I’m facilitating the kickoff of the Garfield Foundation Collaborative Networks initiative later this week. In one of the modules, I’ll be asking people to share their theories of change for the challenge we’re all tackling. You can imagine an exercise like this with a room full of veteran changemakers going for hours and hours, but we’re limiting it to 90 minutes.
The primary goal of the exercise is relational. It’s for people in the room to start developing a more explicit shared understanding of each other’s worldviews and to practice deep listening. We’ll devote an extensive amount of time after this meeting to expanding and dive deeper into this conversation. For now, we want to capture a quick picture of the collective understanding in the room.
To do that, I’m co-facilitating the exercise with Joe Hsueh, a skilled system mapper. Joe will be facilitating an extensive system mapping process after the meeting, so it made sense to use the same technique here not just as a capture method, but as a way to familiarize the group with the process.
Joe is a veteran. He’s been doing this for years, and he’s highly sought after. He not only has deep experience with mapping, he has a facilitation philosophy that is unusual for system mappers and that is strongly aligned with ours.
Joe and I have never facilitated together before, nor have we even seen each other facilitate, but we have a trust and respect for each other that would have allowed us to do this successfully cold. We spent an extensive amount of time talking through the process and exploring scenarios. Our preparation was more than adequate for us to do what amounted to a relatively straightforward exercise.
We decided not to settle for that. Joe braved some awful weather a few weeks ago to fly from Boston to San Francisco so that we could practice. We had spent plenty of time talking about the process. This was time for us to get up in front of the room, Post-Its in hand, and practice. Rick Reed and Ruth Rominger played the role of participants, then critiqued us as we reviewed our work together.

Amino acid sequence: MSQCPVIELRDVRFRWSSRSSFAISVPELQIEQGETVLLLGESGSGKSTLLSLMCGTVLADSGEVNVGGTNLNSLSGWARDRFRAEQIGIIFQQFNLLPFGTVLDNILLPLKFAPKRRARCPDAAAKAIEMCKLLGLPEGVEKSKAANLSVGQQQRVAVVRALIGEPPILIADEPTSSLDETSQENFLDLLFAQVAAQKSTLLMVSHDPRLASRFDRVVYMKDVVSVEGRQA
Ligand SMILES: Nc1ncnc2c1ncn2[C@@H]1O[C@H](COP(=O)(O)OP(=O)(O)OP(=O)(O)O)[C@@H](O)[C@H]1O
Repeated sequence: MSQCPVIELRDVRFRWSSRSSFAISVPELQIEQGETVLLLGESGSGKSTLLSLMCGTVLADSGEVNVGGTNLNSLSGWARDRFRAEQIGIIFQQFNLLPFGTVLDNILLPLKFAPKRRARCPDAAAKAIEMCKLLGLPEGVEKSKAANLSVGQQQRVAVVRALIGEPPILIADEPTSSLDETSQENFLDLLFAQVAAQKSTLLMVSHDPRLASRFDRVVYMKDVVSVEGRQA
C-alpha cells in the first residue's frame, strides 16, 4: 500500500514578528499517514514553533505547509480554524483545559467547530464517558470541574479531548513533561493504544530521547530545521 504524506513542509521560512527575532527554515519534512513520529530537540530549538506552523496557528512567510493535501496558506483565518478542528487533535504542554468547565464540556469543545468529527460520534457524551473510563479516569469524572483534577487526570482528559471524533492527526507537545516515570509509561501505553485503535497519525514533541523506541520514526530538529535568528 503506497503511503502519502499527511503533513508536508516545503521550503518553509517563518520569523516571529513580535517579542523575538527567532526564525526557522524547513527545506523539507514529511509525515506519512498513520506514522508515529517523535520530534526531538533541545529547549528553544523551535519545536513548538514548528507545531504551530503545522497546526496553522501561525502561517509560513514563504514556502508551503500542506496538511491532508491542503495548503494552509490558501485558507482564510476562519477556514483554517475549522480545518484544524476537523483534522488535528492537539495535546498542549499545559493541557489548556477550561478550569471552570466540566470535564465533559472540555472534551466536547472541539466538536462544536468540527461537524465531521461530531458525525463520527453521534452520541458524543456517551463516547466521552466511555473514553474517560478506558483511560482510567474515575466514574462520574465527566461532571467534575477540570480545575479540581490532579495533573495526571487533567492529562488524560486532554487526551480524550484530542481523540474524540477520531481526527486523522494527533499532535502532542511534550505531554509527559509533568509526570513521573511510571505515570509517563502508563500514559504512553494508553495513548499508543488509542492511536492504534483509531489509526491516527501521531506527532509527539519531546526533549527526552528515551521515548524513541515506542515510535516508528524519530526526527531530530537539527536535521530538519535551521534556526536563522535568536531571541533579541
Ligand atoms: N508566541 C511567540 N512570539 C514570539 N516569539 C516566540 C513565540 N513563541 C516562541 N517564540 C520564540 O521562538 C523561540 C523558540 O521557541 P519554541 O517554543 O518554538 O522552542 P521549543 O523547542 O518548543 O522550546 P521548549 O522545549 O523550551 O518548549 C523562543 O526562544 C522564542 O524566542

Even a little bit of practice surfaced flaws in our assumptions and different understandings of what we were doing. Most people wouldn’t have seen what we saw, but to us, it was the equivalent of stepping on each other’s toes on the dance floor.
And so we practiced and discussed and practiced some more. We discussed which color Post-Its to use in different situations and why, as well as our physical positions in the room. We figured out which exercises we could shorten and which ones required more time.
When we get together later this week to facilitate this exercise for real, everything will be different. Someone will say or do something that will once again force us to adapt on the fly. We’ll do just that, and we’ll do it skillfully. Improvisation is a huge part of doing this work well. However, as everyone who does any form of improvisation knows, you get better at improvisation — and dancing — by practicing.
In this field, most practitioners do not invest time for practice. Our mindset is that we can do a good enough job by relying purely on our experience. This is true. But ours seems to be the only field that talks about wanting to be high-performance, and yet settles for good enough. If we want to create a better future for ourselves, we have to stop settling. Practice is what will take us to the next level.
A certain level of humility is also required to embrace practice. I was particularly impressed by Joe’s learning mindset. I know a lot of practitioners who would stiffen at the thought of doing an “additional” walkthrough like we did, who would view that as an affront to their experience. I know a lot of practitioners — myself included — who don’t like “looking bad” in front of their peers. Practicing with others exposes your vulnerabilities. However, those vulnerabilities are the very reason you should be practicing in the first place. Joe didn’t seem to have those hangups. He was comfortable with how good he already was, but he wanted to get better.
In When We Were Kings, the documentary about Muhammad Ali’s legendary “Rumble in the Jungle” with George Foreman, several people noted that Ali focused almost entirely on his weaknesses during practice, and generally looked bad and vulnerable. We all know what that translated to in the ring. We as practitioners of a different sort could learn a lot from that example.